Learn how to calculate a Percentage of Total in Excel. We’ll explain how to perform the calculation using regular Excel formulas, along wing with when to use the technique and some useful tips and tricks.

Calculating a Percentage of Total in Excel is an important skill to master. It’s widely used to normalize data and present the scale of numbers being presented. We’ll look at what the calculation does and explain multiple methods for setting it up in Excel.

Before going to in-depth, we want to note a few key points when calculating percentage of totals using Microsoft Excel that will help inform your approach.

- Excel gives users multiple ways to complete the same task.
- The exact method may differ depending on your specific use case.

Let’s jump in and look at when and how to calculate percentage of total in Excel!

## Table of Contents

**When to Use a Percentage of Total for Analysis**

Calculating the percentage of a total is an essential technique to know in Excel. It provides a sense of relative scale to identify the significance a particular value within a larger dataset. In the business world, percentages allow for quick, easy-to-understand comparisons and trend analyses which helps stakeholders make informed decisions.

**Common Use Cases for Calculating Percentage of Total:**

**Market Share**: Understanding what percentage of the total market a company controls.**Profit Margin**: Determining the percentage of total sales that represents profit.**Inventory Management**: Finding out what percentage of total stock is fast-moving, slow-moving, or obsolete.**KPI Tracking**: Measuring key performance indicators as a percentage of set targets or benchmarks.

The use cases of using Excel to calculate percentages of total is almost as limitless as the ways that you can use Excel for business calculations.

Let’s look at the math behind percentage of total calculations, and how to re-create them in Excel.

**How to Calculate Percentage of Total**

To calculate a percentage of total, divide the part by the whole. Or in Excel, divide each row by the sum of all the rows in your dataset. As a quick reminder, we’ll walk through the steps for calculating a percentage of total using an example of 10 bad apples out of 100 total apples.

**Steps to Calculate a Percentage of a Total**

**1.) Identify the Part and the Whole**: For Example, 10 bad apples out of 100 total apples.

**2.) Divide the part by the whole**: 10 bad apples / 100 total apples = 0.10

**3.) Multiply the Resulting Number by 100**: 0.10 * 100 = 10

**4.) Apply Formatting: **10 = 10%

Now that we’ve reviewed the math involved in calculating percentage totals, let’s look at how to perform the operation in Excel.

**How to Calculate Percentage of Total in Excel**

To calculate a percentage total in Excel there are 4 key concepts to be aware of.

- Creating Excel Formulas to Sum and Divide
- Using Relative vs. Absolute Formulas
- Duplicating Formulas Across Multiple Rows or Columns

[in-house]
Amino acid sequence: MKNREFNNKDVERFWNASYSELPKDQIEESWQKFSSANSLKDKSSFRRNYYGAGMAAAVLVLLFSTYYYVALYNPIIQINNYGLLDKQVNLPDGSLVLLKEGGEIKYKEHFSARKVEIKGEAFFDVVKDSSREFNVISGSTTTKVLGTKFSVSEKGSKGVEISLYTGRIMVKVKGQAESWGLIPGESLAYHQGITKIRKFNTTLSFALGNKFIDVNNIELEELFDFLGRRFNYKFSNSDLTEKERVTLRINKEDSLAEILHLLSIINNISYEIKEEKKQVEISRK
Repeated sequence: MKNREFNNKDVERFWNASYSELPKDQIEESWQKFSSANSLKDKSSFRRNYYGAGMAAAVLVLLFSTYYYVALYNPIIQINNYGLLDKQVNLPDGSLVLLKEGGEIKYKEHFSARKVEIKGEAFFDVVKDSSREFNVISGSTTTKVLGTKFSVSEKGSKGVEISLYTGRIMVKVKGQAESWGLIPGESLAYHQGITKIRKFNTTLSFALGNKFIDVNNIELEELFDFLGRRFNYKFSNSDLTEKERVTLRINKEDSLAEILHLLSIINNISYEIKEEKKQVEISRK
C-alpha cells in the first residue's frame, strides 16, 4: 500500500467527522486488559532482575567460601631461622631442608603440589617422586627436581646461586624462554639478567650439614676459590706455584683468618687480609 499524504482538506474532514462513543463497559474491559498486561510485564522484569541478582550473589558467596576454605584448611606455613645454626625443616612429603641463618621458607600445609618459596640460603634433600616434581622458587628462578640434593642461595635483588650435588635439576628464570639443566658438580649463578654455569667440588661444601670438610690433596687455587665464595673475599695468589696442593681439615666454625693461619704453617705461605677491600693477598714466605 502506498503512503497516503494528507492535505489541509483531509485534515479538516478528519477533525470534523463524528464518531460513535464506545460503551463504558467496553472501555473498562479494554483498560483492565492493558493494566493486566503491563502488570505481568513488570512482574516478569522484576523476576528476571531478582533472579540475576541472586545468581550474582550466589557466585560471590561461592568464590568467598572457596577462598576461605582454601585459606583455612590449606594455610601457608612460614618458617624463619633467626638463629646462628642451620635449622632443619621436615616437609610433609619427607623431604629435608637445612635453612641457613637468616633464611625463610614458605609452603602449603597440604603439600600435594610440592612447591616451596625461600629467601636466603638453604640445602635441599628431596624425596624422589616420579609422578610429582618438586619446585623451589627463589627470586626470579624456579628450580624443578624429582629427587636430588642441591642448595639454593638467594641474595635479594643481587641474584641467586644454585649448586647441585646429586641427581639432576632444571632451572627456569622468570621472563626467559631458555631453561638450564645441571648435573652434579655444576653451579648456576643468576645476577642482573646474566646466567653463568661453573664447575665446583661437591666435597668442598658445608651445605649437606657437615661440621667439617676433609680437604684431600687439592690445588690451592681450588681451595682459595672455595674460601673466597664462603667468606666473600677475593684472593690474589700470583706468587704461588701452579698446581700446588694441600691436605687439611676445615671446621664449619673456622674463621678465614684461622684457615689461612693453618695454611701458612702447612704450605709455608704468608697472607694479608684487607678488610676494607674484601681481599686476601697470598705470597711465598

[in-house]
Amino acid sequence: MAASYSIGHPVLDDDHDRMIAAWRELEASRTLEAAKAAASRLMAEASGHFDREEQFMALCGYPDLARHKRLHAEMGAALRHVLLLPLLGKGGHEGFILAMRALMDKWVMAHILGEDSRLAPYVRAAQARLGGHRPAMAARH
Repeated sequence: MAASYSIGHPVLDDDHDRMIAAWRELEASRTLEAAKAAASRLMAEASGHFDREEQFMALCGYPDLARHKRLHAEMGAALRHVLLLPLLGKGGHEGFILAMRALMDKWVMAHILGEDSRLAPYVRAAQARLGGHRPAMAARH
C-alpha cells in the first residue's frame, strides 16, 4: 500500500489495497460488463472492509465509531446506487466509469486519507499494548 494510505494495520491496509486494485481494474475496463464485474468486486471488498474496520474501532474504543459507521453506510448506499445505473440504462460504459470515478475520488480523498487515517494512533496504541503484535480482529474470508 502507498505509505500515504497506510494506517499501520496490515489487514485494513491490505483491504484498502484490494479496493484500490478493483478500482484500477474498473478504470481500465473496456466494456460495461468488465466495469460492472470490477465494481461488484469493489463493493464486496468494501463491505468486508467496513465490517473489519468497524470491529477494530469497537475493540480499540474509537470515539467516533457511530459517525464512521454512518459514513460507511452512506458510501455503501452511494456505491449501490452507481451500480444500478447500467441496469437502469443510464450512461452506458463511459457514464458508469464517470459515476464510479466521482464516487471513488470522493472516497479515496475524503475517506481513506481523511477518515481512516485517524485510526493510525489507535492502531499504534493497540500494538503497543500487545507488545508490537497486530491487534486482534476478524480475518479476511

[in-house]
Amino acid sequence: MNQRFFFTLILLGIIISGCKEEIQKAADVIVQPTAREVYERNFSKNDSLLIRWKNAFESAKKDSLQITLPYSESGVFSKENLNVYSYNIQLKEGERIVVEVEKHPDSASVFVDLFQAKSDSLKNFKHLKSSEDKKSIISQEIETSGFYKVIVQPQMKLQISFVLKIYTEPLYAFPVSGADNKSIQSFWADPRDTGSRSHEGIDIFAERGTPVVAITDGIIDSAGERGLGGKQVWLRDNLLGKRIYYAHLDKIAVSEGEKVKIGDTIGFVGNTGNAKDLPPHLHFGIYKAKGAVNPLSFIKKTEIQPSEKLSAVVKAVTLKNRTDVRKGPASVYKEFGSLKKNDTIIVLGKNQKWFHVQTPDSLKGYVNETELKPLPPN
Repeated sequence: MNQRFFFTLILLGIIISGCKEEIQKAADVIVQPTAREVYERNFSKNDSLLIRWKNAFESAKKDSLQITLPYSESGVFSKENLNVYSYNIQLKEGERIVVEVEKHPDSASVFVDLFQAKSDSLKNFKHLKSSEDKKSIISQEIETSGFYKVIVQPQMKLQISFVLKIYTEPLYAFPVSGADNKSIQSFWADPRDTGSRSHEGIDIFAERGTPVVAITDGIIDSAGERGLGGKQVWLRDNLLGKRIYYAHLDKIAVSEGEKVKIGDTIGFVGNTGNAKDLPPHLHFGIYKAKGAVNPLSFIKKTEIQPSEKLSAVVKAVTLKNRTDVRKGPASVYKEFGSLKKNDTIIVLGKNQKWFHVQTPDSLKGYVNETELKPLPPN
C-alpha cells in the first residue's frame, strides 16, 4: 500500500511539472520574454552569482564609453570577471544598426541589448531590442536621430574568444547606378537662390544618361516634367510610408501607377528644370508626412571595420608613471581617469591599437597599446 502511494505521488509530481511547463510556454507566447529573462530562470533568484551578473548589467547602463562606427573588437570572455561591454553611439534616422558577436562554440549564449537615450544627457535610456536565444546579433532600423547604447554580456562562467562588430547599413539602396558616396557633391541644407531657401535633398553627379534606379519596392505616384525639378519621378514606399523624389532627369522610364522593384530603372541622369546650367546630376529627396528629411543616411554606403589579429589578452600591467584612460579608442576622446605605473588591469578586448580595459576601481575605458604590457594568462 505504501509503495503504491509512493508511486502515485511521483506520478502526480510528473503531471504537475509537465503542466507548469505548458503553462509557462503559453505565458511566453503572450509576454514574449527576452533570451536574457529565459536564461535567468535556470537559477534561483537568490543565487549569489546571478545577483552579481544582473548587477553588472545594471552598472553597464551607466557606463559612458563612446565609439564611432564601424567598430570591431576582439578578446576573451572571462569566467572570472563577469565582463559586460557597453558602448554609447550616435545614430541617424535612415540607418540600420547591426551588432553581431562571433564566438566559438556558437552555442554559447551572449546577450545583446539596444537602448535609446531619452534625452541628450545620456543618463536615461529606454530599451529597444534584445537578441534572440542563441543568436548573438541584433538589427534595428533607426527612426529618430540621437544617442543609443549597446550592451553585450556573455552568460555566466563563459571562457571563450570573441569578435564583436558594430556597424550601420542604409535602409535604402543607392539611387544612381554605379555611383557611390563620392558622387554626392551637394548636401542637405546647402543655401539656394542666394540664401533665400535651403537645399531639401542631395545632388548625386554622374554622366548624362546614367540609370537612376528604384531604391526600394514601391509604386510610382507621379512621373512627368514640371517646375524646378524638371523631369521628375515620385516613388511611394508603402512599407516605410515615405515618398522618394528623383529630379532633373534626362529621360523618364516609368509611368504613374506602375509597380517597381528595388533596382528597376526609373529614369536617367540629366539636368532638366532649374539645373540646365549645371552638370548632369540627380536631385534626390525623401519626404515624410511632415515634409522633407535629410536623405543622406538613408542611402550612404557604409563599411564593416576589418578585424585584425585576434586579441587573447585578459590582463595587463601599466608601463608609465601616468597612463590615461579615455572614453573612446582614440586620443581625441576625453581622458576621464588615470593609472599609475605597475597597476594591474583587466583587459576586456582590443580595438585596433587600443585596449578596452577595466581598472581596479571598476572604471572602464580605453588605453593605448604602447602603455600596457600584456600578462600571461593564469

We’ll cover each one of these as we go along.

To start, we will be using a single column of sales values. Each row is a day of sales, and we want to calculate the percentage of total for each number in our data set.

**Step 1.) Calculate the Total of All Numbers**

To calculate the total of all numbers in a column, we will use a sum formula. To calculate a sum, select the call that’s below the column of numbers that you wish to add. The navigate to the Home section of the Excel Ribbon, and select AutoSum. This step generates the formula to add all of the numbers above it.

Click AutoSum to automatically generate the formula to sum the numbers above the selected column.

Excel will highlight all of the cells that are about to be added together

Press enter to accept the SUM formula.

**Keyboard Shortcut Tip: **You can press **ALT **and **+** at the same time to automatically generate a SUM formula.

**Step 2.) Calculate the percentage of total for the first row of data**

To calculate the first percentage of total, create a formula using the = sign and select the first cell in the column of numbers and divide it by the total that was just calculated using the SUM formula.

To create a formula to calculate % of total follow these steps.

**1.) **Enter an = sign into the formula bar at the top of Excel. An = sign designates that you are entering an Excel formula and prepares it for calculation.

**2.) **Click on the first cell or row in the column that’s being added.

**3.) **Use the / symbol in Excel for division

**4.) **Select the Total cell that’s been calculated using your mouse.

**5.) **Press Enter to accept the formula

The end result will be a calculation of the percentage of total for the first row in the column of values. When complete it will look like the following:

**Step 3.) Apply the Formula to all Rows in a Column**

The final step in calculating a % total for all of the rows in a column is to copy the formula down so that it calculates for each cell. Before dragging the cell down to copy it to lower cells, we first have to define an absolute cell reference to the total.

Excel has two ways to define a cell reference, relative and absolute. If it’s relative, then Excel will automatically adjust the cell reference in a formula based on where a formula is moved to.